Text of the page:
Tuesday, December 18, 2012
WRT faculty awarded Research Fellowships for Summer 2013
Transfer of Writing
Assistant Professor Dana Driscoll
was awarded a fellowship for her project, “A Mixed-Method, Multi-Institutional Analysis of Student Values and Beliefs in Transfer of Writing Knowledge across the Disciplines.” Within writing studies, researchers have striven to develop more effective pedagogies to promote transfer of learning from first year writing at colleges and universities to the writing tasks demanded of students in upper level courses and in their careers. One promising approach is what Downs and Wardle (2007) describe as "Writing about Writing." This approach asks students to examine how writing genres vary from one context to another, and invites learners to analyze these phenomena across contexts and to develop “mindful abstractions” about learning to write, as transfer scholarship advises (Salomon and Perkins, 1989). When such courses include reflective writing, they ask learners to undertake metacognition (a critical awareness of learning), including monitoring the outcomes of their efforts, applying procedures and concepts learned in future contexts, and modifying this knowledge as new contexts demand. Early studies suggest that pedagogy better promotes writing transfer from first-year writing (Dew 2003; Wardle, 2007).
This research project, funded by a summer faculty fellowship,is part of a larger, multi-institutional project called "The Writing Transfer Project." As part of the Seminar on Writing Transfer
, sponsored by Elon University and the American Association of Colleges and Universities, the Writing Transfer Project sought to develop a means through which to examine the long-term impacts of “writing about writing” and reflective writing on the transfer of writing knowledge in higher education. Dana Driscoll and researchers from four other intuitions—Dr. Edmund Jones from Seton Hall University (NJ), Dr. Gwen Gorzelsky from Wayne State University (MI), Dr. Jennifer Wells from Florida State University (FL), Dr. Carol Hayes from George Washington University (Washington D. C.)—developed a cross-institutional research project and created an extensive dataset for the study of transfer.
Dr. Driscoll will investigate the dataset to examine the relationship between student value systems and beliefs, including the occurrence of transfer-focused thinking, on writing quality and outcomes for writing transfer, specifically focusing on the following research questions:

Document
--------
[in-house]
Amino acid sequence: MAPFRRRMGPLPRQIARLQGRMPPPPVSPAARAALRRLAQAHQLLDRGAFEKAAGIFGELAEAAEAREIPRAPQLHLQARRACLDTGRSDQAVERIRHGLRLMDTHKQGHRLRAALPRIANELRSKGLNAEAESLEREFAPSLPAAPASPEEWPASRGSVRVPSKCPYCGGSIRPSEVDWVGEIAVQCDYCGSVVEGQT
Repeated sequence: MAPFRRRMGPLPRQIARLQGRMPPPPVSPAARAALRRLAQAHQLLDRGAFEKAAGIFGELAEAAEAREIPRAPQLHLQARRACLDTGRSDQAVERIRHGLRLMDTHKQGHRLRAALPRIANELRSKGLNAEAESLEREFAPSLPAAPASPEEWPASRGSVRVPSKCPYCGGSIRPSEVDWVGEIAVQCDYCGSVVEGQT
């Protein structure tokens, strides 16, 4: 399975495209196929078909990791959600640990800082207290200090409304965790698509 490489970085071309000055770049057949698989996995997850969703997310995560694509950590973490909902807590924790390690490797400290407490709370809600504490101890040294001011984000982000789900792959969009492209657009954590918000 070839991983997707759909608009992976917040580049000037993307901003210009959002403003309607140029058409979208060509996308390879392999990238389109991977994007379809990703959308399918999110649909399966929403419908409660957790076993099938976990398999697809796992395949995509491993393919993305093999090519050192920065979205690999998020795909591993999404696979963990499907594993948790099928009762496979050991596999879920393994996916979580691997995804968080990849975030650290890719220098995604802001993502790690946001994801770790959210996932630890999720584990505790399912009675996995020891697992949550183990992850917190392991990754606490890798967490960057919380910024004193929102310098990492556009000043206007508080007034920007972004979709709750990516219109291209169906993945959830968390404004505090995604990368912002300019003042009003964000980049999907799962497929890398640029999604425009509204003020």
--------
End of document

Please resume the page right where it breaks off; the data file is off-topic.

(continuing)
- What kinds of (and what quality of) transfer-focused thinking do students report engaging in during their initial course and follow-up interviews?
- How do students’ beliefs and values towards learning and transfer change across the course of the semester and beyond?
- How do students’ beliefs and values concerning transfer and learning impact their ability to write quality academic texts both in and beyond their original course?
- Are any changes found in response to questions 2, 3, and 4 consistent across the diverse educational contexts represented in this study dataset?
While prior studies have suggested values and beliefs towards writing, learning, and transfer are crucial to understanding and promoting transfer, they haven’t directly examined their relationship in a broad, multi-institutional way. This research will help teachers and scholars of writing to better understand the relationship of values and beliefs about transfer to actual writing outcomes,
Formative Assessment in Technical Communication
Assistant Professor Josie Walwema
was awarded a fellowship for her project, “The Epistemic Value of Formative Assessment in the Scholarship of Technical Communication.” Exploring the connection between student learning and effective feedback is a focus of numerous studies. Because Technical Communication is as much about objective reality as it is about individual judgment, a fundamental aspect of being a technical communicator is not limiting oneself to acquiring technical skills but in being conceptually adept at making good choices. Instructors can redirect learners by challenging their thinking process and by getting them to discover, search, and think through ideas in constructing technical documents. Whereas formative assessment has become an integral part of teaching and learning, its value within the broader theories of pedagogy as epistemic has not been emphasized.
This research project examines literature on the epistemic value of formative assessment and promotes its practice within the discipline of technical communication. The analysis links formative assessment to other instructive initiatives, notably targeted feedback and engaging students in their own learning as a means of bringing out desirable changes in the classroom. It further draws on existing literature on assessment while examining the tension between individual judgment and objectivity. This research into the potentialities of assessment, student engagement, and conceptions in the rhetorical tradition (as a means of generating and disseminating knowledge) offers new ways of helping instructors to implement formative practices more effectively and has potential for further inquiry. Dr. Walwema specifically aims to add to the discourse on the epistemic value of assessment. She sees assessment less in terms of passing summary judgment on a piece of work, or even in helping learners measure their skills from a preordained checklist and more in ways that frees up a mode of thinking that allows them to exercise judgment without being confined by the constraints of the genre. The resulting epistemic value promotes mastery and leads to an increasing sense of competency in the discipline.